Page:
Dr. Aalap Shah (47:09):
But these value added services are, can really help with longevity. Yeah. but really need to do hundred things. And unfortunately, I hate to say it is the people who tend to keep their head down and, you know, I’m not complaining about us, say our issue in the, or they tend to get away with things. And I’ve seen that, you know, the people who were very quiet tend to do very well in private practice models you know, or even running groups. It’s, it’s something where I butted heads and I am butting heads as I speak with people. But I pride myself on that. I, it was like, I’m going to run a group and I’m going to do this. I’m going to hold myself to fair market value salaries, you know, good treatment of my staff about anything else.


Justin (47:56):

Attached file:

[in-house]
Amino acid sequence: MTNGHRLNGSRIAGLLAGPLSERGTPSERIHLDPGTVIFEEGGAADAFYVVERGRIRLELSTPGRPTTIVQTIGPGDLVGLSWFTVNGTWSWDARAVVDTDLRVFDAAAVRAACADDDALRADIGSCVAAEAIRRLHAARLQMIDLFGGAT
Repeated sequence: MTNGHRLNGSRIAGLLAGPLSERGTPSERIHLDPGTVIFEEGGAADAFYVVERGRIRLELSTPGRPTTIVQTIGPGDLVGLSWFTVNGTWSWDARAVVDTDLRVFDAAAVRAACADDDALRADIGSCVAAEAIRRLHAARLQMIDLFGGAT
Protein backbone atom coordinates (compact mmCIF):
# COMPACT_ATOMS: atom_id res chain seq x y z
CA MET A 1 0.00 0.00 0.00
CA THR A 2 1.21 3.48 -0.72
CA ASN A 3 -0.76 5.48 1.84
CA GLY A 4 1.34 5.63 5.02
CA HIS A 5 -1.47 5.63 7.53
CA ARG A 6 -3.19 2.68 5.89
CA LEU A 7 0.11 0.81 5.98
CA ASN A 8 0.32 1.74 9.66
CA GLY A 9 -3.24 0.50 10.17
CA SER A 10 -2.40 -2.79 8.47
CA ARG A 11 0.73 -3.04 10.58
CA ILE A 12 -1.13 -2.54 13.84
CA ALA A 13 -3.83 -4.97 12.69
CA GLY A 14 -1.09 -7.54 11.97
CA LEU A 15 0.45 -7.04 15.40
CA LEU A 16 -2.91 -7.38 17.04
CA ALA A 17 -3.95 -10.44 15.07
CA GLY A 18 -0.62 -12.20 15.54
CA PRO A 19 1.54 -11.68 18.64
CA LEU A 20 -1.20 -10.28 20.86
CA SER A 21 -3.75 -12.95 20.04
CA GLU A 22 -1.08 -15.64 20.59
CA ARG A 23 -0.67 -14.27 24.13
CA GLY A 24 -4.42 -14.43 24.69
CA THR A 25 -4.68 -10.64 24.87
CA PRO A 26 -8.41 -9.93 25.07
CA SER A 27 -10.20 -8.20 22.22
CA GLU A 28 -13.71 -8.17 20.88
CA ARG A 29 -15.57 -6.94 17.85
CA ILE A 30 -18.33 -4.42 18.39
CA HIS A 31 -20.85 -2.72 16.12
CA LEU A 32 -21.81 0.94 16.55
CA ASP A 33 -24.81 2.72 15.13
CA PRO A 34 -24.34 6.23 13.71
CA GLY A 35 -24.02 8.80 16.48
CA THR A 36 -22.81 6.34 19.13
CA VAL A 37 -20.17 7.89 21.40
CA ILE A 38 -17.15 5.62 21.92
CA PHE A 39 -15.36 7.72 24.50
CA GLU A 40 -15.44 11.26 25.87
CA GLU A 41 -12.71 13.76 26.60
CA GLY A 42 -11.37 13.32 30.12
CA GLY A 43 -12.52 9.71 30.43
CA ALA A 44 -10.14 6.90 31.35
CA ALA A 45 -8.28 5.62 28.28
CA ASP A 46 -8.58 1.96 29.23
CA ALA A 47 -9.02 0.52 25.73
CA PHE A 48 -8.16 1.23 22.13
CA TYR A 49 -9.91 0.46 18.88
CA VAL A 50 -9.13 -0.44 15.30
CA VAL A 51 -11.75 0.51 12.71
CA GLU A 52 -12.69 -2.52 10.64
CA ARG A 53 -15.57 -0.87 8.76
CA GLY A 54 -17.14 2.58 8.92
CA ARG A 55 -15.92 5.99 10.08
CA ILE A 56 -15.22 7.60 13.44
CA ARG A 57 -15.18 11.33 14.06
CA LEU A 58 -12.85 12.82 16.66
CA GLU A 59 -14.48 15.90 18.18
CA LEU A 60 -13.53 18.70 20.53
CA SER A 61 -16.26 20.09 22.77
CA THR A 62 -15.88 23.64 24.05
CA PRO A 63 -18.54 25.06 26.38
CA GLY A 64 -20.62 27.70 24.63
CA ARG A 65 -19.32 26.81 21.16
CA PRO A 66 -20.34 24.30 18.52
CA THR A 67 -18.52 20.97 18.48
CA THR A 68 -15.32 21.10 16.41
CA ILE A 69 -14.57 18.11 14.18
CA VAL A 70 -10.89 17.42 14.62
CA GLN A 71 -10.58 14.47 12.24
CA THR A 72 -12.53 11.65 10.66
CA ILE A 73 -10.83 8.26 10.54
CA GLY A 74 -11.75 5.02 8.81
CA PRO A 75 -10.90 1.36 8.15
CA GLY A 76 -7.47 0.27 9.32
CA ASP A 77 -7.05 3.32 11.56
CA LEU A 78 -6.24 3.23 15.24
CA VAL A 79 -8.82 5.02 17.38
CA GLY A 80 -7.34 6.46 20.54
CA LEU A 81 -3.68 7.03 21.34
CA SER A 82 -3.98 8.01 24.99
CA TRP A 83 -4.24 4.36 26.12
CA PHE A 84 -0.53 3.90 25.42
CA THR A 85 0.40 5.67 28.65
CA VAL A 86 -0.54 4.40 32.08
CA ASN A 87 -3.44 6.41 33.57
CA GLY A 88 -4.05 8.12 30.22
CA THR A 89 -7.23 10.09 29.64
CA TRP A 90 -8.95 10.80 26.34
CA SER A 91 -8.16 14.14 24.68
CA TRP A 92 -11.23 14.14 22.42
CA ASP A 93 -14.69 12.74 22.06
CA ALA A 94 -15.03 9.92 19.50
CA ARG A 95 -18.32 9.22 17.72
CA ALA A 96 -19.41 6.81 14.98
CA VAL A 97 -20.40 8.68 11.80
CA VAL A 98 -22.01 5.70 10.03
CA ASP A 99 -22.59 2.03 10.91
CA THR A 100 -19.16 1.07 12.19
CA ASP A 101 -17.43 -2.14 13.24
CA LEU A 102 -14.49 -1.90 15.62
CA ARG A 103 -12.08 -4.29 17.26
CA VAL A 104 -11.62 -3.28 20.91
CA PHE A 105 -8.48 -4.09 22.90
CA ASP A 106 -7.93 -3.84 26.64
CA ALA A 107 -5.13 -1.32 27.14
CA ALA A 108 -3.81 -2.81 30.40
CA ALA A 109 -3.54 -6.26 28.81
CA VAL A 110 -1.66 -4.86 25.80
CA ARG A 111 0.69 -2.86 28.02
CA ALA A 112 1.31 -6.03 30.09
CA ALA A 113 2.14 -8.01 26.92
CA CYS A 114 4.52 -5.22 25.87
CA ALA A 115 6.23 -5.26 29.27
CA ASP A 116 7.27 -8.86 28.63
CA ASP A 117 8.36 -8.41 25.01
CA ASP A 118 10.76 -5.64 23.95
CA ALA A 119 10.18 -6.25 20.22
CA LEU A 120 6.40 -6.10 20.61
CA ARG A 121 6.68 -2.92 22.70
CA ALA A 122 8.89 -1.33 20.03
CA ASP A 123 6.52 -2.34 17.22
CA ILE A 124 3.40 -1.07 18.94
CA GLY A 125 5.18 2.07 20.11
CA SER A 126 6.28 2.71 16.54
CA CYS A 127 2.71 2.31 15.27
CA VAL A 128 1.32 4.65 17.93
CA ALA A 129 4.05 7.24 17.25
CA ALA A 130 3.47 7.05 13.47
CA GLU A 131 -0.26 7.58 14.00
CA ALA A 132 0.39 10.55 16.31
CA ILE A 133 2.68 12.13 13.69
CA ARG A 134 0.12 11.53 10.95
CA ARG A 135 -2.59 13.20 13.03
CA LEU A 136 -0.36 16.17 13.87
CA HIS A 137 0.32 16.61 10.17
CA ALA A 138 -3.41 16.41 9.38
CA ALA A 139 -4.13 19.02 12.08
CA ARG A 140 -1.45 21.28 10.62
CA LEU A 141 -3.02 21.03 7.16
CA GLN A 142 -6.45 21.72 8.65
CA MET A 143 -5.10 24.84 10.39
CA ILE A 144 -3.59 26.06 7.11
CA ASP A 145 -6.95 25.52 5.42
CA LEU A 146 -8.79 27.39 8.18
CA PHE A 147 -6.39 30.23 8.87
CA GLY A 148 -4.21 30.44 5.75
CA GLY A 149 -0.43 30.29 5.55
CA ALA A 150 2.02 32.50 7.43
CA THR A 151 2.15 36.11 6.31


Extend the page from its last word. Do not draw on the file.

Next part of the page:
Yeah. Well, it’s been really invaluable hearing your story, your experience. I want to have you back Dr. Shah to just continue this conversation, because I think there’s a lot of really valuable things in here that are it’s it’s information. That’s very difficult to access. It’s so practical and actionable, and these are concepts and ideas that impact every physician working in America, understanding how your group contracts with other groups and there’s yeah, the, the implications are real actual and experienced every day. So I really appreciate your time today. Thanks for joining us here on APM success.


Dr. Aalap Shah (48:29):
Thank you very much.